I have How to Teach Spelling and the corresponding workbooks, "How to Spell", which gives a pretty solid base in rule-based spelling. However, I'll be honest that I am tempted by LOE. I like the extended list of words based on each spelling word, and having the grammar right there in the lesson makes me think I'll get it done more efficiently. But still, it's at a much steeper price than going through the "How to Spell" workbooks.

 

I don't know the answer to your first question.

 

I do know that I bought How to Teach Spelling and the How to Spell workbooks and they look great! It isn't a very parent-friendly, hand-holding program, but it does look thorough. I won't be selling that curriculum off any time soon.

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First, I agree with you on having many programs and ideas to choose from, if one has the funds to do that. Every program I have looked at over the years has added to my "tool kit" and knowledge even if I didn't specifically USE that program.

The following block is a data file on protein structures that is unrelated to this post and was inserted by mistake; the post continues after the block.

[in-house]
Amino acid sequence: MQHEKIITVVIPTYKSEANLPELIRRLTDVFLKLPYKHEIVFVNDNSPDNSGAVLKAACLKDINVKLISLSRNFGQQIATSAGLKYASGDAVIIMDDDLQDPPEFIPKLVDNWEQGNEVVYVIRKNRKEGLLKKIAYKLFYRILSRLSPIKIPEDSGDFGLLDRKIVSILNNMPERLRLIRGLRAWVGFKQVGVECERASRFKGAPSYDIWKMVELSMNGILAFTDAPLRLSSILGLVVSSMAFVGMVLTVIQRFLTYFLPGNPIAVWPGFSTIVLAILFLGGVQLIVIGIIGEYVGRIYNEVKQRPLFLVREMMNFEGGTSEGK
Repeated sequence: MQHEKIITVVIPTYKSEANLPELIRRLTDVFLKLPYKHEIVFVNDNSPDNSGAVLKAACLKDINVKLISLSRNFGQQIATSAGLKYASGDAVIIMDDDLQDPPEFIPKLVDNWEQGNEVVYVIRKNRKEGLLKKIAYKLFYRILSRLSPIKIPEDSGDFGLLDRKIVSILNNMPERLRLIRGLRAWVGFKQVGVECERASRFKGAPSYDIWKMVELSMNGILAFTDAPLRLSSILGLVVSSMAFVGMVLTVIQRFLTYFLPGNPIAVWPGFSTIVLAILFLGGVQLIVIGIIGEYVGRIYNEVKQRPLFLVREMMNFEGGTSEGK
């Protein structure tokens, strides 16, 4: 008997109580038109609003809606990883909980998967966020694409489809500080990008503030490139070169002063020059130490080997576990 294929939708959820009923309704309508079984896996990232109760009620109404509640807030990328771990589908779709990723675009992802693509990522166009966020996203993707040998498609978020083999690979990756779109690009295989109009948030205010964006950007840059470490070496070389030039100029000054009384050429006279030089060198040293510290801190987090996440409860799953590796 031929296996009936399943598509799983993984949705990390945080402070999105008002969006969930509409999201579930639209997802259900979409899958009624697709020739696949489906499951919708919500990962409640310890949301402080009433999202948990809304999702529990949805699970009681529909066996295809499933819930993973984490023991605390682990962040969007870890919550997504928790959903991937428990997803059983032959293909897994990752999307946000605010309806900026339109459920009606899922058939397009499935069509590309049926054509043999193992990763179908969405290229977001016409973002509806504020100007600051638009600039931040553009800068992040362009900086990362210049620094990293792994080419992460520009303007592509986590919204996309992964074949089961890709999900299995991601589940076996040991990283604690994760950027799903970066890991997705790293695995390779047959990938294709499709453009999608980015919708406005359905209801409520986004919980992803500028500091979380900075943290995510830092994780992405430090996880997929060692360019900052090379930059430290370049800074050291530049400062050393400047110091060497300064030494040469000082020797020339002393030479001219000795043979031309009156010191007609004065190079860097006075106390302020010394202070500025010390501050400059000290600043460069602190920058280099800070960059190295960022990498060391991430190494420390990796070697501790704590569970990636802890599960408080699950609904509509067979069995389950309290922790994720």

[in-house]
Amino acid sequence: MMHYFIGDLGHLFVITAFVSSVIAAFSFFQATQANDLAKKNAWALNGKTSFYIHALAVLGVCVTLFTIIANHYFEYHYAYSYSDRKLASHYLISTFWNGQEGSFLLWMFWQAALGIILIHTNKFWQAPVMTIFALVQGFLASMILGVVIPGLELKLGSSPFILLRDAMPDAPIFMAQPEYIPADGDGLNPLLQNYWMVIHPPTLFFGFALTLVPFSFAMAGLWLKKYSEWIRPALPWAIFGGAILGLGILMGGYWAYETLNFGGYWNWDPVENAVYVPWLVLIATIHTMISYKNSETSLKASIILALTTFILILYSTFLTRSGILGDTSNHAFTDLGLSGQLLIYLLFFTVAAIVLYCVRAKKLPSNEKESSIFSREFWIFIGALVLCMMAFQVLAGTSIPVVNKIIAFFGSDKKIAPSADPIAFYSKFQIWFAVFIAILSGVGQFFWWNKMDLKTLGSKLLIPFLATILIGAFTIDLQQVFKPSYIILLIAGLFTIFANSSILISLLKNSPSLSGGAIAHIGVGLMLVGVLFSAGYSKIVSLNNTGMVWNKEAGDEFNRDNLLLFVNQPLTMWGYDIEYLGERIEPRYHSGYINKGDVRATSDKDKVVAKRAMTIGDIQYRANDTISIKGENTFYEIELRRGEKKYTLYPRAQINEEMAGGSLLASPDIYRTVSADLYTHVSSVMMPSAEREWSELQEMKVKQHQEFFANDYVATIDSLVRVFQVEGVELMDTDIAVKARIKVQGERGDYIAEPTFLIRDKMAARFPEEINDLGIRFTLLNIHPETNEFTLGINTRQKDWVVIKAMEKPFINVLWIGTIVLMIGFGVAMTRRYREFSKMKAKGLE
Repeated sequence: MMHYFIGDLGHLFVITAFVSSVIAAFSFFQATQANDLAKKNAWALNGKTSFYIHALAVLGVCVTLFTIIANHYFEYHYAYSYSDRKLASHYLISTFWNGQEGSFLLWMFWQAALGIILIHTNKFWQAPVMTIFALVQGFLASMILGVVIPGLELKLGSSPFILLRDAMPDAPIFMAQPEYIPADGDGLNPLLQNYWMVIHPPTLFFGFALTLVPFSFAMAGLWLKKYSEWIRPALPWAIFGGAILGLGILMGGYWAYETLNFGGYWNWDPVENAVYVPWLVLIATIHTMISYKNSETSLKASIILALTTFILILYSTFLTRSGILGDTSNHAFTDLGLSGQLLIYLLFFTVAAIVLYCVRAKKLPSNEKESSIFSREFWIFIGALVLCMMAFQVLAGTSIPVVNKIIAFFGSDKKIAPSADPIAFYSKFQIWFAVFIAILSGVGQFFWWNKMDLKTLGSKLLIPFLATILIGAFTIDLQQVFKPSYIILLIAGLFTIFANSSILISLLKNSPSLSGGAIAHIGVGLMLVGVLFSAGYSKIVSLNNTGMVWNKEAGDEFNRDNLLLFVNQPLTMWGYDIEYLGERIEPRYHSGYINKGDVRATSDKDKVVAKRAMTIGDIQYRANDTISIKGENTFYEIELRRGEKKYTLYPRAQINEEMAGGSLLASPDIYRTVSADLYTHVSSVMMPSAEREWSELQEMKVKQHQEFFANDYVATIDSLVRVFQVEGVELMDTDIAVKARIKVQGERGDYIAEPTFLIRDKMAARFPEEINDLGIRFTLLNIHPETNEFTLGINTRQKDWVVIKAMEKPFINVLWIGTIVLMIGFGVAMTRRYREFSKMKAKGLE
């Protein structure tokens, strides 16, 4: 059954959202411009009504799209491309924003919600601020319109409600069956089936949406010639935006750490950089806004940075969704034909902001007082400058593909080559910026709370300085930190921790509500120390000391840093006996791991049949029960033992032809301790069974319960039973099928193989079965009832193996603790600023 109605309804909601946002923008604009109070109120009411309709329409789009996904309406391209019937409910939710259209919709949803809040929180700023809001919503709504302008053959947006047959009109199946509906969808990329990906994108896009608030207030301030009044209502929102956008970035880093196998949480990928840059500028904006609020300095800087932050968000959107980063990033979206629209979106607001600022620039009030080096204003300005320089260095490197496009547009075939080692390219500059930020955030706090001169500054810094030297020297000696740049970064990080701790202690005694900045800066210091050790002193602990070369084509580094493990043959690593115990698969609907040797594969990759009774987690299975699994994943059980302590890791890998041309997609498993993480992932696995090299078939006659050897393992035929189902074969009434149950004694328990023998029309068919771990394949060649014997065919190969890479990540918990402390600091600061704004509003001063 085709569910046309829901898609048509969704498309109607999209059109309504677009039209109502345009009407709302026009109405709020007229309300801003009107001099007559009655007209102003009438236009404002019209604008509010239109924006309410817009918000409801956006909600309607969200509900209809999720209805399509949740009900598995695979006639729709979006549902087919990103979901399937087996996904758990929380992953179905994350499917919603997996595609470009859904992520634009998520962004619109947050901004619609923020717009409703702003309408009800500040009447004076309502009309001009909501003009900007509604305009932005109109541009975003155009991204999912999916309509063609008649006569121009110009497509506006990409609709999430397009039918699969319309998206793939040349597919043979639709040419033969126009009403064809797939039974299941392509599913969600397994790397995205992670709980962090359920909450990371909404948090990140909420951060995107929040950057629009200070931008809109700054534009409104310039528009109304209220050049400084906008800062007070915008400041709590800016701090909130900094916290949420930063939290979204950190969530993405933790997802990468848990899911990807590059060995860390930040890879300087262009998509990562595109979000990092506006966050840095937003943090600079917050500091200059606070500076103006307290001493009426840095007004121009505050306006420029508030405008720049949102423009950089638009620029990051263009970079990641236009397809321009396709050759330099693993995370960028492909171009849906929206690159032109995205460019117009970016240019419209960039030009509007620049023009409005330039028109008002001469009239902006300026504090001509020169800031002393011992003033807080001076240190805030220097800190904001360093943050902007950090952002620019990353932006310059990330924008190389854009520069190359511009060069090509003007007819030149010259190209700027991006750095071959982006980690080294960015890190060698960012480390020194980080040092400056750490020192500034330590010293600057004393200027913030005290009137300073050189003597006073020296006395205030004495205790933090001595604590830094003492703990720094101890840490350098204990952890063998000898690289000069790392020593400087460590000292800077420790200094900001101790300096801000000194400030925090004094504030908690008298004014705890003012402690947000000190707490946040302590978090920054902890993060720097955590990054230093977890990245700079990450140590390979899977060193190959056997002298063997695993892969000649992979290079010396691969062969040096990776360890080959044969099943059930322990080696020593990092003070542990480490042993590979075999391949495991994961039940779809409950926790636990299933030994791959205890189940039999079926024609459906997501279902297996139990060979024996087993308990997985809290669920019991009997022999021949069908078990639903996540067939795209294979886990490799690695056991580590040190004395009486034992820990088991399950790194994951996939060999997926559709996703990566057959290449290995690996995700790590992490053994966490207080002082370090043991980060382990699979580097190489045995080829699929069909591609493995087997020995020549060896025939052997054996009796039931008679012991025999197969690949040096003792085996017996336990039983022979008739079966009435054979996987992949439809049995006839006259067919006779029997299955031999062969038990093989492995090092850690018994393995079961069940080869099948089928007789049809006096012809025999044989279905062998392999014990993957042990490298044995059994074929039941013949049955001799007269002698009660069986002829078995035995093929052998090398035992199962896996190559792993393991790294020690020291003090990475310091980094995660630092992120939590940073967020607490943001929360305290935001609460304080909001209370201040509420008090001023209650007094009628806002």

I personally have every intention of doing Rod and Staff English for grammar, because I want my children to learn diagramming. I don't know how much of LOE grammar we will use, because I know that is where I am headed. I am completely tempted to use the LOE grammar as written. It looks so simple in the way it has been integrated. In other words, I don't know what I am doing:tongue_smilie:.

 

This is just my opinion having looked through the manual and not having actually used any of it yet (which may make this worth zero), but it looks to me (from my background as a teacher and reading specialist, not from any experience with the program) to be a very complete and quite comprehensive grammar program. The student learns all the parts of speech, practices identifying them in sentences, and uses this knowledge practically in the composition section of the lesson. Denise also has extra practice activies, games, and work suggestions provided. Also, in some lessons, a challenge section expands on that particular grammar piece. I am not a grammar expert. I'd feel more comfortable giving an opinion if I had worked this program (or ANY program) with my own children first. I have learned so much more working intensively with my own children than I ever learned in a classroom setting.